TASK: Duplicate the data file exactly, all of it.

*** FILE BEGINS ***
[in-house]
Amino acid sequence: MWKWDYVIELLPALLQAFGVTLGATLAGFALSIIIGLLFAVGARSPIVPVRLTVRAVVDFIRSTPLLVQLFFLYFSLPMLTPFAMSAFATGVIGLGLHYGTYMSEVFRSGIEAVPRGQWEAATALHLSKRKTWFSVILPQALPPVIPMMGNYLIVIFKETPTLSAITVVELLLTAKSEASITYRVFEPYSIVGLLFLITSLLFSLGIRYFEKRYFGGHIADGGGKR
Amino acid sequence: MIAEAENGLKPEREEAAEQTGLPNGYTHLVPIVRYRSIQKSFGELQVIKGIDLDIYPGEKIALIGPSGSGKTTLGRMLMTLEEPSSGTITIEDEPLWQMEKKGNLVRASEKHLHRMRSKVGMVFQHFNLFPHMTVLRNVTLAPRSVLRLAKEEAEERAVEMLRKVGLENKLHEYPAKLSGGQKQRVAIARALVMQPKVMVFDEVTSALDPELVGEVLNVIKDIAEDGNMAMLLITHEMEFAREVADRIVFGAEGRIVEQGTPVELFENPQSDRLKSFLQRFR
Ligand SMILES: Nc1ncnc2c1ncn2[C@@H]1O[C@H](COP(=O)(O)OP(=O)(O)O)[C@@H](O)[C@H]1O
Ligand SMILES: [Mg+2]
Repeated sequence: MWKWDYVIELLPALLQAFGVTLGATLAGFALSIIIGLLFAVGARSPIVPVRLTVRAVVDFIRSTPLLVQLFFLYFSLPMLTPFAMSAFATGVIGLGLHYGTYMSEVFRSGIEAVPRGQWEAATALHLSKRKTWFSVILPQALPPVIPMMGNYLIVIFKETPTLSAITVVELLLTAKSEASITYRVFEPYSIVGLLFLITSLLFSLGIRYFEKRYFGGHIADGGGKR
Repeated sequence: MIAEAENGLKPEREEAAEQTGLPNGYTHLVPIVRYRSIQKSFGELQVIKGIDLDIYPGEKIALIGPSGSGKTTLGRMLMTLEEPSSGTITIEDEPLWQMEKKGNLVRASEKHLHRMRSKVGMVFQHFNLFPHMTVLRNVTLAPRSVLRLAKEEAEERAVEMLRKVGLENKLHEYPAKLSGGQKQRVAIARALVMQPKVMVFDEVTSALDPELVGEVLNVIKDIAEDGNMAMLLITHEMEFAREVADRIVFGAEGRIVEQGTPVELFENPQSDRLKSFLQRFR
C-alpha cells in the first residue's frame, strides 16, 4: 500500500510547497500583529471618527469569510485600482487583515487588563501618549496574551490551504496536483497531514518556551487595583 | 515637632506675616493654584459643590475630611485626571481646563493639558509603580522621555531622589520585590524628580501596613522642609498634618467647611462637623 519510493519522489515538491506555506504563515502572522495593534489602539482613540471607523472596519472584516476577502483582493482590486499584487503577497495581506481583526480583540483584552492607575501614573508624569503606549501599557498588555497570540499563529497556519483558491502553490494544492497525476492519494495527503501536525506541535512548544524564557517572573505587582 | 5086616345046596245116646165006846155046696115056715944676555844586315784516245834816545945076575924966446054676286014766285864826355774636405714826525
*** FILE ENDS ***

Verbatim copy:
[in-house]
Amino acid sequence: MWKWDYVIELLPALLQAFGVTLGATLAGFALSIIIGLLFAVGARSPIVPVRLTVRAVVDFIRSTPLLVQLFFLYFSLPMLTPFAMSAFATGVIGLGLHYGTYMSEVFRSGIEAVPRGQWEAATALHLSKRKTWFSVILPQALPPVIPMMGNYLIVIFKETPTLSAITVVELLLTAKSEASITYRVFEPYSIVGLLFLITSLLFSLGIRYFEKRYFGGHIADGGGKR
Amino acid sequence: MIAEAENGLKPEREEAAEQTGLPNGYTHLVPIVRYRSIQKSFGELQVIKGIDLDIYPGEKIALIGPSGSGKTTLGRMLMTLEEPSSGTITIEDEPLWQMEKKGNLVRASEKHLHRMRSKVGMVFQHFNLFPHMTVLRNVTLAPRSVLRLAKEEAEERAVEMLRKVGLENKLHEYPAKLSGGQKQRVAIARALVMQPKVMVFDEVTSALDPELVGEVLNVIKDIAEDGNMAMLLITHEMEFAREVADRIVFGAEGRIVEQGTPVELFENPQSDRLKSFLQRFR
Ligand SMILES: Nc1ncnc2c1ncn2[C@@H]1O[C@H](COP(=O)(O)OP(=O)(O)O)[C@@H](O)[C@H]1O
Ligand SMILES: [Mg+2]
Repeated sequence: MWKWDYVIELLPALLQAFGVTLGATLAGFALSIIIGLLFAVGARSPIVPVRLTVRAVVDFIRSTPLLVQLFFLYFSLPMLTPFAMSAFATGVIGLGLHYGTYMSEVFRSGIEAVPRGQWEAATALHLSKRKTWFSVILPQALPPVIPMMGNYLIVIFKETPTLSAITVVELLLTAKSEASITYRVFEPYSIVGLLFLITSLLFSLGIRYFEKRYFGGHIADGGGKR
Repeated sequence: MIAEAENGLKPEREEAAEQTGLPNGYTHLVPIVRYRSIQKSFGELQVIKGIDLDIYPGEKIALIGPSGSGKTTLGRMLMTLEEPSSGTITIEDEPLWQMEKKGNLVRASEKHLHRMRSKVGMVFQHFNLFPHMTVLRNVTLAPRSVLRLAKEEAEERAVEMLRKVGLENKLHEYPAKLSGGQKQRVAIARALVMQPKVMVFDEVTSALDPELVGEVLNVIKDIAEDGNMAMLLITHEMEFAREVADRIVFGAEGRIVEQGTPVELFENPQSDRLKSFLQRFR
C-alpha cells in the first residue's frame, strides 16, 4: 500500500510547497500583529471618527469569510485600482487583515487588563501618549496574551490551504496536483497531514518556551487595583 | 515637632506675616493654584459643590475630611485626571481646563493639558509603580522621555531622589520585590524628580501596613522642609498634618467647611462637623 519510493519522489515538491506555506504563515502572522495593534489602539482613540471607523472596519472584516476577502483582493482590486499584487503577497495581506481583526480583540483584552492607575501614573508624569503606549501599557498588555497570540499563529497556519483558491502553490494544492497525476492519494495527503501536525506541535512548544524564557517572573505587582 | 5086616345046596245116646165006846155046696115056715944676555844586315784516245834816545945076575924966446054676286014766285864826355774636405714826525